Illustration: We are over halfway through March 2021 and property in some American cities continues to be burned to the ground. This week it is Portland … again. Portland’s federal courthouse is again barricaded. Around it are border fences and T-walls. Why? Because Portland’s elected politicians decided the wise thing to do was to defund their police. The result surprised no one who recognizes the spiritual rebellion characteristic of the mob. Rioters shattered glass windows with steel poles, spray painted federal property in graffiti, and set the facility ablaze.
And if you listened to folks not directly affected, you may have heard some comments like the following:
- “They asked for it; let it burn.”
- “They voted for lawlessness; well, this is what lawlessness looks like.”
- “They don’t want cops? Okay then. They made their bed. Let them lie in it.”
It is heartbreaking to hear things like this. But comments like this are growing more common. A coarsening is taking place. There is a great sifting taking place. There is a separation taking place. And people are dividing. It is blatant. Just pay attention to what people are actually saying and doing.
To state the obvious, we are in a spiritual crisis. There is a spiritual famine in the land. It is actually worse than that. Why? Because it is self-inflicted. We are a culture hostile to God, his revelation in the Bible, Judeo-Christian values, and to the foundations that have undergirded the West for centuries.
“No more of that!” the mobs scream. They demand “progress,” while they loot your cities. See how well that progress is working out? Just go to Portland. It’s the new Eden.
Godless mobs do what they have always done: steal, kill, and destroy. Property, life, civilization, art, culture, law, beauty, safety, etc., the mobs don’t care. No self-restraint, no self-discipline, and certainly no responsibility. And hard work? No, that’s systemically oppressive, don’t you know? The 20-year olds Tweet on their iPhones their mommies bought. They’re the enlightened ones, don’t you know? If they don’t have what they want, they scream, “I’m oppressed!” and point in derision at the freest country the world has ever known.
Segue: Like most of the people with whom I associate, I am a patriot. I love my country. I have read and love the Founding Fathers, and many of the documents they produced. The Declaration of Independence, the Bill of Rights, and the U.S. Constitution are magnificent world-changing documents that the mobs neither know nor care to know. They just want power. And, folks, as alarmist or paranoid as this may sound, I don’t see this ending well unless there is a biblical revival. I don’t mean a patriotic emotional flag-waving jingoism. No, I mean a God-sent biblical revival wherein we plead for God to spare a nation under divine judgment.
Connection: In Romans 11, Paul wrote extensively about Israel. God had chosen a remnant of people out of his sheer grace. Why? To bear witness to the glory of God. The nation had mostly rejected Jesus as Messiah. They did not want God or his rule over their lives. Most wanted to remain in their rebellion. Sound familiar?
Paul grieved over the spiritual malaise, the rebellion, and the destruction. The first five verses of Romans 11 are deeply moving. But pay special attention to verses 4-5:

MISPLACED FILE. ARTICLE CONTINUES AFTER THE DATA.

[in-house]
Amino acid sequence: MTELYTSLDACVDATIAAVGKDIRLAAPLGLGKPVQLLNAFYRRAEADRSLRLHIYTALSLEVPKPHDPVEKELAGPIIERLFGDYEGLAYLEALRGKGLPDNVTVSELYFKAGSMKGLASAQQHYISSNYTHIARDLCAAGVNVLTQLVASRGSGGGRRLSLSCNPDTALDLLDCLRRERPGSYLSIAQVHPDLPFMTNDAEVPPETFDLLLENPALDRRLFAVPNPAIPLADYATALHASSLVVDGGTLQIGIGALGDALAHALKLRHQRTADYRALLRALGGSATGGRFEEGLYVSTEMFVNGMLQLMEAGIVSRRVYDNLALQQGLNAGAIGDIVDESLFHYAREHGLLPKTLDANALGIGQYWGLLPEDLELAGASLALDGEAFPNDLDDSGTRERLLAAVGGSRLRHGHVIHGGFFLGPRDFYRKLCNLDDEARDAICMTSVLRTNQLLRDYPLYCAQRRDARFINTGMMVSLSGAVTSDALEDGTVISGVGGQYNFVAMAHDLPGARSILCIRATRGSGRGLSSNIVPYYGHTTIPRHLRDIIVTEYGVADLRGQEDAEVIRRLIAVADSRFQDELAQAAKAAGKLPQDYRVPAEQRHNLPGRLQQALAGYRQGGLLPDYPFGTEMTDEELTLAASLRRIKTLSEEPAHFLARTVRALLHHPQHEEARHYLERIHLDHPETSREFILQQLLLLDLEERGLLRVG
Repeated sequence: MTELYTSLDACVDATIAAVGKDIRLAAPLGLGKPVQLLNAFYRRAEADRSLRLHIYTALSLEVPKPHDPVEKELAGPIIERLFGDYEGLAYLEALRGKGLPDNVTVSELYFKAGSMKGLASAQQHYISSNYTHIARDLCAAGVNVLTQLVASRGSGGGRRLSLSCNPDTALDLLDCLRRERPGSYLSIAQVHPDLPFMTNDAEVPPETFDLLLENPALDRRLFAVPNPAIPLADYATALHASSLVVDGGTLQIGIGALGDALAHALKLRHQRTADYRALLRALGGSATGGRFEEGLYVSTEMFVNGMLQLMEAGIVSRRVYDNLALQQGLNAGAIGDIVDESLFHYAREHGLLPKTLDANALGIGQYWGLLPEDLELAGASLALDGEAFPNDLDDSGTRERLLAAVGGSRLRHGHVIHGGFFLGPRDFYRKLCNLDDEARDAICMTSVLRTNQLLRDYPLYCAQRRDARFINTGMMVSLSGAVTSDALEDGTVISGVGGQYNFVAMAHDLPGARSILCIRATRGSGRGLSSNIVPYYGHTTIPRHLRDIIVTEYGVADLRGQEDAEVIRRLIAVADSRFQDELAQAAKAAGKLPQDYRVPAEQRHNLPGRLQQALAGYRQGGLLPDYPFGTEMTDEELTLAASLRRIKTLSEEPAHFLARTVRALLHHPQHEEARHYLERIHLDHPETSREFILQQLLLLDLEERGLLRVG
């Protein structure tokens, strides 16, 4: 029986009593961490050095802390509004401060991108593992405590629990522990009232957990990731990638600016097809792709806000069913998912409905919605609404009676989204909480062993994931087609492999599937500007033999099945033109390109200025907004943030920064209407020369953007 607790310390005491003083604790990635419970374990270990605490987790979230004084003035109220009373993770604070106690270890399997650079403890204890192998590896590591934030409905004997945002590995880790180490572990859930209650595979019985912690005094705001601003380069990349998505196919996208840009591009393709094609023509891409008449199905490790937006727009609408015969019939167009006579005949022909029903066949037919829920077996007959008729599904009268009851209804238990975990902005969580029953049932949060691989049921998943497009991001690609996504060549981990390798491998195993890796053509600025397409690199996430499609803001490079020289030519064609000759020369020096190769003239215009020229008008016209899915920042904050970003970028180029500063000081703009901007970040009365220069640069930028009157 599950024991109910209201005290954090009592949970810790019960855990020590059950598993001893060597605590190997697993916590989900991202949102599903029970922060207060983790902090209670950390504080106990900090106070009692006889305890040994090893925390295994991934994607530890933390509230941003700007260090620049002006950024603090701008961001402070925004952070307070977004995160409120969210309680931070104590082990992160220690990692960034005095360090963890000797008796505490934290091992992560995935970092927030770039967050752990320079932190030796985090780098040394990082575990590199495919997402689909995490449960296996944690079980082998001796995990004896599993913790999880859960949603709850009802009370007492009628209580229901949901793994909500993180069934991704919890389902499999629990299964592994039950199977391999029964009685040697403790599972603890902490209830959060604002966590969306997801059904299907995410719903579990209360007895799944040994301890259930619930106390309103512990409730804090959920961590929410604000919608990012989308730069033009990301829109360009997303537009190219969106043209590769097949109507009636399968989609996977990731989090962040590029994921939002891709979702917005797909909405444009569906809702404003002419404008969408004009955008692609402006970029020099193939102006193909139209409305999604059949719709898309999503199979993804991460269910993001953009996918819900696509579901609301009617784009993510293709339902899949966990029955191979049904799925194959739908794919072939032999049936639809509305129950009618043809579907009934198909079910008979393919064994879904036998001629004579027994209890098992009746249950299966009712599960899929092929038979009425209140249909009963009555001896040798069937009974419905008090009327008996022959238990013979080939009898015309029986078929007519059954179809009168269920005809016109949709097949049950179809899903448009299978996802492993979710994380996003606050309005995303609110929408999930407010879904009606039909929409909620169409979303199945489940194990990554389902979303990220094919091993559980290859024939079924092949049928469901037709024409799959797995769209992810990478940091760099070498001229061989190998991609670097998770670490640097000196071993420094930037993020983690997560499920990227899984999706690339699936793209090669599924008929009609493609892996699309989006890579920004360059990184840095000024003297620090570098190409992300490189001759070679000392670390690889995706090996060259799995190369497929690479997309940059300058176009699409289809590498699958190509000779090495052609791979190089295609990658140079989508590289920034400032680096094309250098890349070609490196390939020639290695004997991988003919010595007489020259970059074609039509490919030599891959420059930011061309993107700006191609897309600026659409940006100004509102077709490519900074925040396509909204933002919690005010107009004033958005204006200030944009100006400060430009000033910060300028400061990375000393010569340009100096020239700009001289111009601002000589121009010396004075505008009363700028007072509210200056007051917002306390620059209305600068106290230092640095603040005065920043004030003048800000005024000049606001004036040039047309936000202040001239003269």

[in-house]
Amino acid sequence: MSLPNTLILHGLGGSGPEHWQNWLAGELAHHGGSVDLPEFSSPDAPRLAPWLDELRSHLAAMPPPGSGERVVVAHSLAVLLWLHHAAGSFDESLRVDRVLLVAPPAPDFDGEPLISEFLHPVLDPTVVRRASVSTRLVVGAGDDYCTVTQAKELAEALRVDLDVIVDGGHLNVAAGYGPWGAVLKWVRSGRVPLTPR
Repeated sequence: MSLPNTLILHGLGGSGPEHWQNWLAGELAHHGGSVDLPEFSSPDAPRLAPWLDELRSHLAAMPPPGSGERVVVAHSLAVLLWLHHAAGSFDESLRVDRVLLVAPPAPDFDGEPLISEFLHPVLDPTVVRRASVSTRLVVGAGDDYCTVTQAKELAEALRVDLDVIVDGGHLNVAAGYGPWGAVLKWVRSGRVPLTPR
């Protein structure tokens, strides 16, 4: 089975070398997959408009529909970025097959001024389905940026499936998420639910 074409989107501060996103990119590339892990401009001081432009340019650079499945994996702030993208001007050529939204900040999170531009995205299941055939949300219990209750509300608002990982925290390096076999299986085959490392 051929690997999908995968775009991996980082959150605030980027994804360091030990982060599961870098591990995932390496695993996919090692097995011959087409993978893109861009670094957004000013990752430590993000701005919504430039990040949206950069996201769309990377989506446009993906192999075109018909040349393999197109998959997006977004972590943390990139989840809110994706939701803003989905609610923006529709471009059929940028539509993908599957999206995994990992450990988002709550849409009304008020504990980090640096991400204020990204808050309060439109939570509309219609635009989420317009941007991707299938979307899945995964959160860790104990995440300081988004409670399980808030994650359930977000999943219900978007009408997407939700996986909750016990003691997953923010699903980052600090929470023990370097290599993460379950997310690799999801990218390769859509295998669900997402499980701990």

I ask, then, has God rejected his people? By no means! For I myself am an Israelite, a descendant of Abraham, a member of the tribe of Benjamin. God has not rejected his people whom he foreknew. Do you not know what the Scripture says of Elijah, how he appeals to God against Israel? “Lord, they have killed your prophets, they have demolished your altars, and I alone am left, and they seek my life.” But what is God’s reply to him? “I have kept for myself seven thousand men who have not bowed the knee to Baal.” So the at the present time there is a remnant, chosen by grace (Rom 11:1-5, ESV).
Encouragement: When most of Paul’s fellow Jews wanted nothing to do with God, with Christ the God-man, Paul wrote and reminded those with ears to hear: God has “kept for [him]self seven thousand men who ha[d] not bowed the knee to Baal” (v.4). That was a reference to Elijah’s ministry in the Old Testament. How was that possible? They had been “chosen by grace” (v.5).
This world, we must remember, is passing away. If it weren’t the mobs now, it would be divine judgment later. Why? Because life is, ultimately, quite serious and God will not be mocked. Rebellion and sin merit justice.
And do you really want justice? Have you thought about what justice means from holy God?
These vapid mobs scream about justice but I have rather serious doubts they have thought much about it. “Justice,” we need to understand, is rooted in the Latin iustitia, which means “righteousness.” It means “right order, the rewarding to everyone of that which is his due.” And what is due us sinners? Judgment. Let that sink in. I know that doesn’t get thumbs up and likes on social media, but that is because it is the truth. And when truth shows up, people tend to crucify it. That is the way of mobs.
Takeaway: But Paul reminded those with ears to hear that there was a remnant. Seven thousand, chosen by grace, had not bowed the knee to the idol, Baal, in Elijah’s day. And there is a remnant still, beloved. But it requires you to acknowledge that justice is inseparable from God himself. “It is a fearful thing to fall into the hands of the living God” (Heb 10:31, ESV). The wrath and judgment of God are not popular ear-tickling truths, but they are truths nonetheless. And I contend that we need to pay attention, to speak and live the truth, and to ask ourselves if we have counted the costs of rejecting God and his gospel. A beautiful way to begin might sound like this: God, be merciful to me, a sinner.